Aldridge maintained that he had two equal main interests: painting and gardening. His move to Great Bardfield in 1933 was motivated as much by the potential of the garden at ‘The Place’ as by a desire to escape the metropolitan art scene and settle down in the country. Coming from a military family, he wrote that he had 'never had the same home for more than three years' until he moved there. He maintained a network of contacts with other gardeners, some of whom - like Bawden, John Nash and Cedric Morris - were also artists who lived relatively close by. But his plantsman contacts also included the composer Gerald Finzi, the poet Ruthven Todd, and the gardener and wine writer Hugh Johnson, who remembers Aldridge's garden as a place to be explored, appreciating the individual specimens as much as the overall effect. Trees, plants and flowers feature extensively in his drawings and paintings, whether in views of the garden, in flower arrangements, or as studies of individual specimens.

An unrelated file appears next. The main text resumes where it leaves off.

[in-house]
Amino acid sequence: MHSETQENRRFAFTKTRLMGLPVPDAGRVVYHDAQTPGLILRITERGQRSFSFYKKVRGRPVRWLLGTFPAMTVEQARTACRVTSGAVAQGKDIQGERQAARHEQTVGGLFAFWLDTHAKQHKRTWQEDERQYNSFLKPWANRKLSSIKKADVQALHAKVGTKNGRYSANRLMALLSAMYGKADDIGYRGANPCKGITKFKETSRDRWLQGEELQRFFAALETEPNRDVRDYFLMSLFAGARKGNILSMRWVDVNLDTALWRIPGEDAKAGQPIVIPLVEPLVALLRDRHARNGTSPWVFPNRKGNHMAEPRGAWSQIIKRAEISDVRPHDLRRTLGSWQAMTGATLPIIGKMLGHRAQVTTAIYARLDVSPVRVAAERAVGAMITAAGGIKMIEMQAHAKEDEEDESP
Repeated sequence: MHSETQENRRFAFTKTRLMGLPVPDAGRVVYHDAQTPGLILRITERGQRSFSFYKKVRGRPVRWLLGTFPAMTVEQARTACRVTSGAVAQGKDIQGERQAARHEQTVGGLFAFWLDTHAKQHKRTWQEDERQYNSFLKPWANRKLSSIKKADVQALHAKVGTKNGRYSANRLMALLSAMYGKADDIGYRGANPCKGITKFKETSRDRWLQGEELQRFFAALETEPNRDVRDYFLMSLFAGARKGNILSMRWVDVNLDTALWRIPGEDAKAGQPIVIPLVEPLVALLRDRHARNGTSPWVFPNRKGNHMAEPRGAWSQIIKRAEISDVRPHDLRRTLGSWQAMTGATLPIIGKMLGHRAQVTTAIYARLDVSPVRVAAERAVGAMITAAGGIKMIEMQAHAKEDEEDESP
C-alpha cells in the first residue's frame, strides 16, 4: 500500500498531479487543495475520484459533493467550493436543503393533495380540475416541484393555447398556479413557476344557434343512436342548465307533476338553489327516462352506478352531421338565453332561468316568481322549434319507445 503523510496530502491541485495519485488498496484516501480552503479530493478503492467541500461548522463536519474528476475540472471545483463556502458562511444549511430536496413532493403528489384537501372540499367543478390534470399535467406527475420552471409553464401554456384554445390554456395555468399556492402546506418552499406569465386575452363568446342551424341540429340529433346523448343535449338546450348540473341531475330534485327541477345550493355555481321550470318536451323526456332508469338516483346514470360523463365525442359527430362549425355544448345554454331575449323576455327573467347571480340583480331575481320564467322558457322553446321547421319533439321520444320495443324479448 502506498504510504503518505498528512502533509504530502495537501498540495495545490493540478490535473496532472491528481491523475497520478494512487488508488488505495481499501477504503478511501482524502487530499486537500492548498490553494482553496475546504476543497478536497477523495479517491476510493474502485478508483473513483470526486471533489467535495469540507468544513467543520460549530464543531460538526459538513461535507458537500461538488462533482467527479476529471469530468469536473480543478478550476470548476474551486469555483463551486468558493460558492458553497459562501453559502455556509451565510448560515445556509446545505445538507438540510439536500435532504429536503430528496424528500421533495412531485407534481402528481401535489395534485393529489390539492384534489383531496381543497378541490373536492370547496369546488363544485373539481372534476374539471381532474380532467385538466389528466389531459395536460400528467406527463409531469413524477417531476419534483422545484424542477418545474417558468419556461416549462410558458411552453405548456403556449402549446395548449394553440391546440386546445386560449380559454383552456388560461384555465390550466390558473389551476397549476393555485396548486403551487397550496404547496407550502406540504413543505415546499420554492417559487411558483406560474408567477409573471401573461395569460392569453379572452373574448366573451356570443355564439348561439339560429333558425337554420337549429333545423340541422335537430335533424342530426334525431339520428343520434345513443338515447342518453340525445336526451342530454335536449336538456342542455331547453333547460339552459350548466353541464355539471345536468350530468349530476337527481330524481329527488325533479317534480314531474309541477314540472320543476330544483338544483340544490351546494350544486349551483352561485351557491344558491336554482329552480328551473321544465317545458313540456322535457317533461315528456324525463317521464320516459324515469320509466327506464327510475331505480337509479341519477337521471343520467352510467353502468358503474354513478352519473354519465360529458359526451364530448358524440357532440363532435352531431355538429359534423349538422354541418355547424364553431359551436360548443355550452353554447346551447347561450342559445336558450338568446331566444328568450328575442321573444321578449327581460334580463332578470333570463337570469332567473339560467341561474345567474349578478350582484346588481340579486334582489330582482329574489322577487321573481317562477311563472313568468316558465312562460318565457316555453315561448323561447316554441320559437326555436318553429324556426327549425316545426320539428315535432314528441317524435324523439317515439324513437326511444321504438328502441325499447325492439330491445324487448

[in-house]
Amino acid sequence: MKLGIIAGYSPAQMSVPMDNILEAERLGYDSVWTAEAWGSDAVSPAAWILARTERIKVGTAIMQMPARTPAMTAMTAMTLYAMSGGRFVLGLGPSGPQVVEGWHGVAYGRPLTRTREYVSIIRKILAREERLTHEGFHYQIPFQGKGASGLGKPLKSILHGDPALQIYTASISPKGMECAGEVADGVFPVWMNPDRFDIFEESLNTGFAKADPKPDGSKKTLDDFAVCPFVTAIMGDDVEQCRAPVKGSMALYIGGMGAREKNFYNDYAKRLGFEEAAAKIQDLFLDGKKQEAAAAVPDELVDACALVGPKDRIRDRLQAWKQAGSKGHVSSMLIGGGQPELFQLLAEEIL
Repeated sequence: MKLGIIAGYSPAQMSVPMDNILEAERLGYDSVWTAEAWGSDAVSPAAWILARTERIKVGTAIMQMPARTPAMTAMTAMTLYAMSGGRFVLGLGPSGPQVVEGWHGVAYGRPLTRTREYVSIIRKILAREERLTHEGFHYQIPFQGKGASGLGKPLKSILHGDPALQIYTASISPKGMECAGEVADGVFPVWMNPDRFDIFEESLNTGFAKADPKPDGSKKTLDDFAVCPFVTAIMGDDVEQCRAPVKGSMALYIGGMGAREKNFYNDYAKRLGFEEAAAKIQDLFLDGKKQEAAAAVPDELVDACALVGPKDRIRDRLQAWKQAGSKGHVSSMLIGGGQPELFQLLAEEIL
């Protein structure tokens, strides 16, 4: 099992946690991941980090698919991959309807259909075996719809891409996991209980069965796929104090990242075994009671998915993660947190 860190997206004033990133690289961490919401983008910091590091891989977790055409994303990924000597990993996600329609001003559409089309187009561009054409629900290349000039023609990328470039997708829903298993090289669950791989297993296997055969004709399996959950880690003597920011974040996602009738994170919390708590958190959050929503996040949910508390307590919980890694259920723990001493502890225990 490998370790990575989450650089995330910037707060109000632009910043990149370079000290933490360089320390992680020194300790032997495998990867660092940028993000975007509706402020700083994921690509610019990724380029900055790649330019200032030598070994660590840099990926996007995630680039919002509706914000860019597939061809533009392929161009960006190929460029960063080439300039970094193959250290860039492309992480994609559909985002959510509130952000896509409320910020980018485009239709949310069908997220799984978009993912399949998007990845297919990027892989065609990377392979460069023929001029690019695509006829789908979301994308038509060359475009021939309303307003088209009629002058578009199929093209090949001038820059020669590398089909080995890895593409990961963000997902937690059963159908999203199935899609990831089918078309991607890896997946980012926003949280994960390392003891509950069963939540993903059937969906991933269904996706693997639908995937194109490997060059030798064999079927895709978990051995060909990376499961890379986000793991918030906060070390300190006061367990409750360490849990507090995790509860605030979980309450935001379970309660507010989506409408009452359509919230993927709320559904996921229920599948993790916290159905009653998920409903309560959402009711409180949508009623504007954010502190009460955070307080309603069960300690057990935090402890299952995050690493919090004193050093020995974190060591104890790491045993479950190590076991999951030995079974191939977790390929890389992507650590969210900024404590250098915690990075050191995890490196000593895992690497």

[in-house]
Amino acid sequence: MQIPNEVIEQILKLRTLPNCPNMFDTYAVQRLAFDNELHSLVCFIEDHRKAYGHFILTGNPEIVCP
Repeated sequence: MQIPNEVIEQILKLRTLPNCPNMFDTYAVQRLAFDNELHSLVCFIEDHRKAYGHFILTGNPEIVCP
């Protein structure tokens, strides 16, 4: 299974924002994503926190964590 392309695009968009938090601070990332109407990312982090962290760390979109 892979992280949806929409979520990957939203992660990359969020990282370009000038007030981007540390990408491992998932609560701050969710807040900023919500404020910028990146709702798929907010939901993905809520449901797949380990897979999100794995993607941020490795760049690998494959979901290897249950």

Aldridge was a deeply intelligent and sensitive artist who understood the currents in continental and contemporary British art during the early part of the 20th century, but chose to pursue a resolutely representational approach. His styles ranged from freely expressionistic brushwork to finely detailed draughtsmanship. He painted still-lifes throughout his career, often exploring the stylistic possibilities of the genre. Even so, landscape was central to him, and here his aim was to capture something of sensation of being in a particular place and a particular time. He left his paintings free of human figures because, as he explained:
… landscape painting differs from any other sort of painting because a landscape is almost by definition a scene in which the spectator can imagine himself being present. Other kind of pictures are complete things in which there is no room for anything more, certainly no room for the spectator to squeeze in: a landscape should be complete in itself – not just a bit of a place but a little world of its own – but it still invites the spectator to enter it.
See Jenny Kingsley's article, 'The Fry Gallery, the pearl of Essex' in Cassone June 2013.
The Fry Art Gallery